A Ground Fault Circuit Interrupter (GFCI) electrical “plug” you’ll find in areas that might come in contact with moisture, like kitchens, baths, garages and outdoor areas. If the plug or a plugged-in appliance comes in contact with water, a GFCI “cuts” current to the plug to protect against electrical shock. The GFCI reset also allows homeowners to reset the circuit if it’s interrupted.

  • H

  • HVAC (Heating, Ventilation, and Air Conditioning)

    The four letters stand for the mechanical systems inside your home that are designed and installed to provide comfort and control air quality.* Every Meritage Home is certified to the ENERGY STAR® for Homes program, which means HVAC systems are designed to meet specific requirements to optimize performance. It also means HVAC systems are certified by a 3rd party ENERGY STAR® rater that makes sure your home’s systems are installed and performing like they’re supposed to. One very important, commonly overlooked component of the HVAC system is Ventilation. In addition to exhaust ventilation provided in Kitchens and Baths, fresh air ventilation is provided per strict design and testing standards to improve indoor air quality.*

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  • Plumbing trim

    The final work performed by a licensed plumber to make all fixtures active, including sinks, faucets, shower heads, toilets, water heaters, hose bibs and gas furnaces.

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  • Swales

    An open drainage channel in the ground that carries rainwater around your home and away from the foundation to help prevent water damage and flooding.

Home financing terms 

Want to feel confident financing your home? Invest some time in studying these terms.


  • Adjustable-rate mortgage (ARM)

    A mortgage whose interest rate changes periodically based on the changes in a specified index.

  • Amortization

    The repayment of a mortgage loan by installments with regular payments to cover principal and interest.

  • Amortization term

    The amount of time required to amortize the mortgage loan. The amortization term is expressed as a number of months. For example, for a 30-year fixed-rate mortgage, the amortization term is 360 months.

  • B

  • Back-end ratio

    This ratio shows what portion of your income is needed to cover your monthly debt obligations, including credit card bills, car loans, student loans, child support, and any other debt that shows up on your credit report and requires monthly payments.

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  • Closing

    The final step in purchasing your home, the closing day (also known as Settlement) is when ownership of the home is officially transferred to you, the buyer. Your mortgage loan is funded, you’ve signed mortgage documents and paid any closing costs at this point.

  • Consumer reporting agency (or bureau)

    An organization that prepares reports that are used by lenders to determine a potential borrower's credit history. The agency gets the info for these reports from a credit repository and other sources.

  • D

  • Debt-to-income ratio (DTI)

    A comparison of your housing expenses, your monthly debt obligations and how much you earn. Lenders look at two types of debt-to-income ratios when you apply for a mortgage: the front-end ratio and back-end ratio.

  • Discount points

    A form of prepaid interest or fees mortgage borrowers can purchase to lower the amount of interest they have to pay on subsequent payments. Each discount point costs about 1% of the total loan amount and can lower interest from 0.13% to 0.25%.

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  • Earnest money deposit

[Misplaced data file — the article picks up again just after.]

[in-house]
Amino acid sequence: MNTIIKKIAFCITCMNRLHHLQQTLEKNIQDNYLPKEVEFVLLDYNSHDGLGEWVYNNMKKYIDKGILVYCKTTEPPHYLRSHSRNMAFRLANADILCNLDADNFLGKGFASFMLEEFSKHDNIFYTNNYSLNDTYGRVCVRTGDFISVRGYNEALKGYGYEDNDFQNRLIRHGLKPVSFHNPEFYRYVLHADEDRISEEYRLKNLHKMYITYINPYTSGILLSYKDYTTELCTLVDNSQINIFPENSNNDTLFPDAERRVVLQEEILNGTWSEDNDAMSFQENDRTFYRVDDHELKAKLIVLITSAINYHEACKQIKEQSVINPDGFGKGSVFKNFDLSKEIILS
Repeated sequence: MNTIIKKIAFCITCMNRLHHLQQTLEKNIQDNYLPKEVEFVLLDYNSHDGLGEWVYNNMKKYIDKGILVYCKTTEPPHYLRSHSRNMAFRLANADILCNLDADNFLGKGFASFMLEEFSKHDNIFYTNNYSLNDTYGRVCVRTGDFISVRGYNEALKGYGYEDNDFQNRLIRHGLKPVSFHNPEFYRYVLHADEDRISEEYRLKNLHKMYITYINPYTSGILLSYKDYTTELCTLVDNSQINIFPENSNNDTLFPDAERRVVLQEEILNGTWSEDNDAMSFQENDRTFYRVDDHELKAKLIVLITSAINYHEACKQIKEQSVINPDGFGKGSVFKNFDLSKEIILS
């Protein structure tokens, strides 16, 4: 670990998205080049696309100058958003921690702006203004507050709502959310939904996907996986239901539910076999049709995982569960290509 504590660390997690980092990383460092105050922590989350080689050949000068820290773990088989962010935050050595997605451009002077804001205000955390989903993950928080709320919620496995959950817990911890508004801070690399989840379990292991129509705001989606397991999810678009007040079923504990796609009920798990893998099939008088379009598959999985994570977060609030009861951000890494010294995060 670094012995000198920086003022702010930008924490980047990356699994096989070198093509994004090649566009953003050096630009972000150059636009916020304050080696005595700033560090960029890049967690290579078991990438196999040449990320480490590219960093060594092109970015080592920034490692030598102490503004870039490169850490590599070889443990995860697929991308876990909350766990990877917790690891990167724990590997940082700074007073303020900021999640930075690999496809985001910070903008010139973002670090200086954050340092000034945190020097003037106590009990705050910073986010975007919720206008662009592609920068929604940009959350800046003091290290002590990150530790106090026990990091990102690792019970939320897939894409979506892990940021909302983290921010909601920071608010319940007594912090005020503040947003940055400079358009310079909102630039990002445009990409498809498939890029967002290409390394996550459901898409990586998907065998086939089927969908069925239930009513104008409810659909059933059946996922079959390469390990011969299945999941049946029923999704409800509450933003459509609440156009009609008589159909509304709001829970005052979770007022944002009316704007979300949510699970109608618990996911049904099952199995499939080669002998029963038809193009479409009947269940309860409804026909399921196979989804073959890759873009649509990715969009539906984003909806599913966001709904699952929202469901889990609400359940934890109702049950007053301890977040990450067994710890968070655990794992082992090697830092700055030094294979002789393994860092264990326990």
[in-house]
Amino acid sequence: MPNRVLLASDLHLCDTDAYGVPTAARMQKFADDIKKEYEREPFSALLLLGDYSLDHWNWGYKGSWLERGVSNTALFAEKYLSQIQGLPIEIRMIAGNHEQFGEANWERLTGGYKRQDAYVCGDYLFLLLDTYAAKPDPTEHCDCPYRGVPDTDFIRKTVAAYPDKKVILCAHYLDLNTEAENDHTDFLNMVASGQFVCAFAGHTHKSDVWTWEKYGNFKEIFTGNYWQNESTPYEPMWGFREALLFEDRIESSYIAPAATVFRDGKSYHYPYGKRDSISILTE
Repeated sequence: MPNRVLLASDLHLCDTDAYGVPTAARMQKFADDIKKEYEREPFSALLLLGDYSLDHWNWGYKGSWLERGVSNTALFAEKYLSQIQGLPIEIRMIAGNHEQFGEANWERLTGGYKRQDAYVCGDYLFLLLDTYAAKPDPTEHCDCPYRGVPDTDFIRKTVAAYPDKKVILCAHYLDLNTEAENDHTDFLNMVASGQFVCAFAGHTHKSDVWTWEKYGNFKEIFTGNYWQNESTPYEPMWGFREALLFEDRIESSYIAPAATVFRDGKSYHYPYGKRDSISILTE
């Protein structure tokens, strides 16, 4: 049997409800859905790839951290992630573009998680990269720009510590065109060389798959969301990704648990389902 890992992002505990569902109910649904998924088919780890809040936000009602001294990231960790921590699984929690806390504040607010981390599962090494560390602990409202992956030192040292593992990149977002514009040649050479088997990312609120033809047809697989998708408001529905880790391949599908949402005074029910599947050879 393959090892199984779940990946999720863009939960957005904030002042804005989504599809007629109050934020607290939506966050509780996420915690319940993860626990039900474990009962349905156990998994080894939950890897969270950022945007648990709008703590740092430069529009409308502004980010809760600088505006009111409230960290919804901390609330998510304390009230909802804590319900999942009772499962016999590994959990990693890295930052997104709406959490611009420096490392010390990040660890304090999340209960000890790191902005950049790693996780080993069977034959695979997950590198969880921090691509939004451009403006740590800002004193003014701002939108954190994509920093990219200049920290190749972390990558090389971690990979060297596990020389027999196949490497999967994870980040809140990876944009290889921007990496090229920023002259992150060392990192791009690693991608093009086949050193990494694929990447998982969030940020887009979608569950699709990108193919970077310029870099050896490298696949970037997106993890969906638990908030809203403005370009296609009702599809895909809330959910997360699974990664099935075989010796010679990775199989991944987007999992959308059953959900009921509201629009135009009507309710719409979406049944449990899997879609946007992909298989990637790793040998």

A deposit made to the seller by the potential home buyer to show that he or she is serious about buying the house.

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  • Front-end ratio

    Also called the housing ratio, a calculation of your total monthly housing expenses divided by your income. The front-end ratio shows what percentage of your income would go toward your housing expenses, including your monthly mortgage payment, real estate taxes, homeowner's insurance and association dues.

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  • Hazard insurance

    Insurance protecting against loss to real estate caused by fire, some natural causes, vandalism, etc., depending upon the terms of your policy. Lenders typically require homebuyers to purchase at least a minimal level of hazard insurance, part of the standard homeowner’s insurance policy.

  • Housing ratio

    The ratio of the monthly housing payment in total (PITI - Principal, Interest, Taxes, and Insurance) divided by the gross monthly income. This ratio is sometimes referred to as the top ratio or front end ratio.

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  • Impound account

    Also known as an escrow account, an account set up by your mortgage lender to pay certain property-related expenses, like property taxes and homeowner’s insurance. If your loan has an impound account, your lender will collect for the payments being impounded in your impound account, and make the payment when bills are due.

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  • Loan to value ratio (LTV)

    The ratio of the loan amount to the appraised value of the home. For example, if you borrowed $240,000 to purchase a home worth $300,000, your LTV would be $240,000/$300,000, equal to 80%. The LTV will affect programs available to the borrower and generally, the lower the LTV, the more lenient the lender may be in the approval process. A higher LTV indicates a riskier loan.

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  • Private mortgage insurance (PMI)

    Insurance that protects lenders against losses should a homeowner default on the mortgage, a result of not paying on time or paying less than the amount due. Investors generally require private mortgage insurance for loans with loan-to-value (LTV) percentages greater than 80% (that means the buyer put down less than 20% of the home’s value).

  • Q

  • Qualifying ratios

    The ratios used to determine how much you can afford to borrow. It compares your fixed monthly expenses, like student loans, car loans, credit car payments, etc., to your gross monthly income. Lenders look at this percentage to help them decide on loan approval for a mortgage.

  • U

  • Underwriting

    Underwriting refers to a lender's process for evaluating whether or not to approve the borrower for a loan. Most of what they’re assessing falls under the three c’s of underwriting: credit, capacity and collateral.